As these sci-fi stories go, there is a human resistance against the authoritarian rule. Made up of ordinary L.A. residents, they do what they can against hopeless odds as the collaborators hunt them down to keep the “Hosts” from retaliating against bowman and wifehumanity. One family is caught up in this struggle. The family head is Will Bowman (Josh Holloway), a former Ranger and FBI agent and at the start of the show, he lives under another name to avoid attention from authorities. In the pilot episode, Will is captured trying to sneak out of Los Angeles to go to Santa Monica because one of his sons is stranded there. Will is offered a position by Snyder to work for the Redhats and help hunt down the resistance leaders or have his family sent to The Factory. He reluctantly agrees, but Will doesn’t know that his wife Katie (Sarah Wayne Callies) is actually working with the rebels. So, Colony has at its center that Will is forced to work against humanity in order to find his son and keep his family safe, while he unknowingly provides intel to his wife, who has to deal with unsympathetic rebel leaders who only see her and her husband as assets to be used.

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We’ve seen this kind of situation before, such as with the terrible V remake a few years ago, but here it works. That is because Colony focuses on the characters and the hardships they face living under military occupation. It’s a dilemma that can easily be transplanted into another time and era. This could’ve been occupied France during World War II and the showrunners wisely chose to concentrate on this angle. It surprisingly has many gray areas, dronefor instance, it’s shown that the collaborators aren’t one-dimensional villains cackling over L.A. residents. They genuinely fear the “Hosts” and want to get the best deal for humans while they enjoy living privileged lives in the Green Zone. A well-done example of this was with Will’s supervisor Phyllis (Kathy Baker), who at first came off as a mean, cold dragon lady type. But over the course of a couple of episodes we learned that she wasn’t thrilled with humanity’s lot but felt that getting along with the conquerors was the only option. However she wasn’t inhuman, she protected Will when some incriminating evidence was found about one of his sons, then when we think she may be OK she tries blackmailing Katie. That’s not all, when Phyllis goes home after work, we find out she’s caring for an invalid husband, which explained why she’s so cooperative with the “Hosts”. Meanwhile many of the people running the resistance aren’t very likeable because they’re so cold and only see people as tools to be used and easily discarded. Will Bowman and his wife are in losing situations and forced to do things they don’t want to do, but try to make the most of it. The question is how long can they last let alone succeed in their roles? Colony is full of nuanced characters and situations that rises above its standard formula.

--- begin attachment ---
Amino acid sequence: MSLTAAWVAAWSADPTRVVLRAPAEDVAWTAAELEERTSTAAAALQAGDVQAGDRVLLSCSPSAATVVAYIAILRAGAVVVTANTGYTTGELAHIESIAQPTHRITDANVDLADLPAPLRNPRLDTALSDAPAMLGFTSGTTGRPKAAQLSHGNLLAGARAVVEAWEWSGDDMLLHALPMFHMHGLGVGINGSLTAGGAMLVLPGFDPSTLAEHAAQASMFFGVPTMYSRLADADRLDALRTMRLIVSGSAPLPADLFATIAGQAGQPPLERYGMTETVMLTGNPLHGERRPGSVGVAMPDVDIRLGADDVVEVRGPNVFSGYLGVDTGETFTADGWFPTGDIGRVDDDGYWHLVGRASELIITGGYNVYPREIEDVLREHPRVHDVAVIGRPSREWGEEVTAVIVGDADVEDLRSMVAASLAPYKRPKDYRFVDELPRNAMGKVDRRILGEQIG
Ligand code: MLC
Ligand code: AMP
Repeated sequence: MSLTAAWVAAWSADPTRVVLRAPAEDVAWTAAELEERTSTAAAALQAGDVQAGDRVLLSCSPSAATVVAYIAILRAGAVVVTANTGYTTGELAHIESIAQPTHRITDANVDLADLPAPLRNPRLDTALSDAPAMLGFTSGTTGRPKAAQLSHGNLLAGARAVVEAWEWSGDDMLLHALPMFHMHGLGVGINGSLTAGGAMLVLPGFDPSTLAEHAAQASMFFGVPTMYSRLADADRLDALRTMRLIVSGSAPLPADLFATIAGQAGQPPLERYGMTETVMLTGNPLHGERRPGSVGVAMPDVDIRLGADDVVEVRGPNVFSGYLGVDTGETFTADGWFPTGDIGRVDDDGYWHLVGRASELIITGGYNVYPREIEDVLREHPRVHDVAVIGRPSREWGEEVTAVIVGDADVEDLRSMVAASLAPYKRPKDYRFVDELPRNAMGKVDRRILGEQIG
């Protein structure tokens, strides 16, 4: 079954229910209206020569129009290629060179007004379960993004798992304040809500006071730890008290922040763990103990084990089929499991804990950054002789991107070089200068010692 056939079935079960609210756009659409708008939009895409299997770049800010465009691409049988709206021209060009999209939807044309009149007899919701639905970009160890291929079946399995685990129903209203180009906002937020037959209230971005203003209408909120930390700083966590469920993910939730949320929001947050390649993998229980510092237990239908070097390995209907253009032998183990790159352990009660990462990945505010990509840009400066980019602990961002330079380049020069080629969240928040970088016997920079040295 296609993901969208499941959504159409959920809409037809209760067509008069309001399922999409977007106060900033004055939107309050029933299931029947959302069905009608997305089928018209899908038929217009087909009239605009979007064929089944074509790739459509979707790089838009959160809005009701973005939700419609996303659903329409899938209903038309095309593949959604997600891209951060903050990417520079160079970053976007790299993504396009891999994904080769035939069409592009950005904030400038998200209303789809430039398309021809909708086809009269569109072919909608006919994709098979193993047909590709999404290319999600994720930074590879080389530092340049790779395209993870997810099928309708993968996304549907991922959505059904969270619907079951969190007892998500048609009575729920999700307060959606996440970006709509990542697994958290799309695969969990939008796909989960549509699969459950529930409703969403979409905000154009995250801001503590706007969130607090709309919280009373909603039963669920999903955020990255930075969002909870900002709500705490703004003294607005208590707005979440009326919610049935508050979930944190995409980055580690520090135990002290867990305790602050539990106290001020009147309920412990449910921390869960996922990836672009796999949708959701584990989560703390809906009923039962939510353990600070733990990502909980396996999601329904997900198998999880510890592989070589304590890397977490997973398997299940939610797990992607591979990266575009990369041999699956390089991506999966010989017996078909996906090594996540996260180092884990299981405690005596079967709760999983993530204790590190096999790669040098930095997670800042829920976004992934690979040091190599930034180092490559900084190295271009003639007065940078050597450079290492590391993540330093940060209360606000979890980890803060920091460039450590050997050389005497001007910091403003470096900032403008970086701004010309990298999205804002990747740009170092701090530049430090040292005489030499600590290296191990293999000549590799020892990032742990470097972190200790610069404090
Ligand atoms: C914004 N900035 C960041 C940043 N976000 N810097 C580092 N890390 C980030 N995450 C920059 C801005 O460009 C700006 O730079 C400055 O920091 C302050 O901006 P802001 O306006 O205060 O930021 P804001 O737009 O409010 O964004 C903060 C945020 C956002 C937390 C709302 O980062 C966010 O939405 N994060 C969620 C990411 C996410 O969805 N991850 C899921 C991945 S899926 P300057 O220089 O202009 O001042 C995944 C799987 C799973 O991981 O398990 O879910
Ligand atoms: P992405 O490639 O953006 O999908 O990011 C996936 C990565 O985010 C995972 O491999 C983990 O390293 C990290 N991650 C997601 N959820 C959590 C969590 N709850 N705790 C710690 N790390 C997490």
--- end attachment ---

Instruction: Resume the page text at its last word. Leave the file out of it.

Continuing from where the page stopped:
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What also keeps things intriguing is that we don’t know the entire situation with the invaders. Are they aliens? Or extradimensional beings? What is their agenda? By not showing the “Hosts” at all (even the villainous characters like Snyder haven’t ever seen them), viewers are automatically intrigued. Then there bowmanare the casual visual cues that the city is different like the lack of American flags, off-the-cuff comments about the “Arrival” and how L.A.’s defenses were destroyed within hours during the “Arrival”, and the oppressive looking walls that tower over skyscrapers. Honestly, it would be best for Colony if they keep the background murky and give viewers tidbits as the struggles of the Bowman family and other L.A. residents are unfolded. Plus, aside from the CG shots of the drones, the show must be relatively inexpensive to produce, which should keep it around for awhile and hopefully the answers will be provided in a natural fashion.

Waldermann Rivera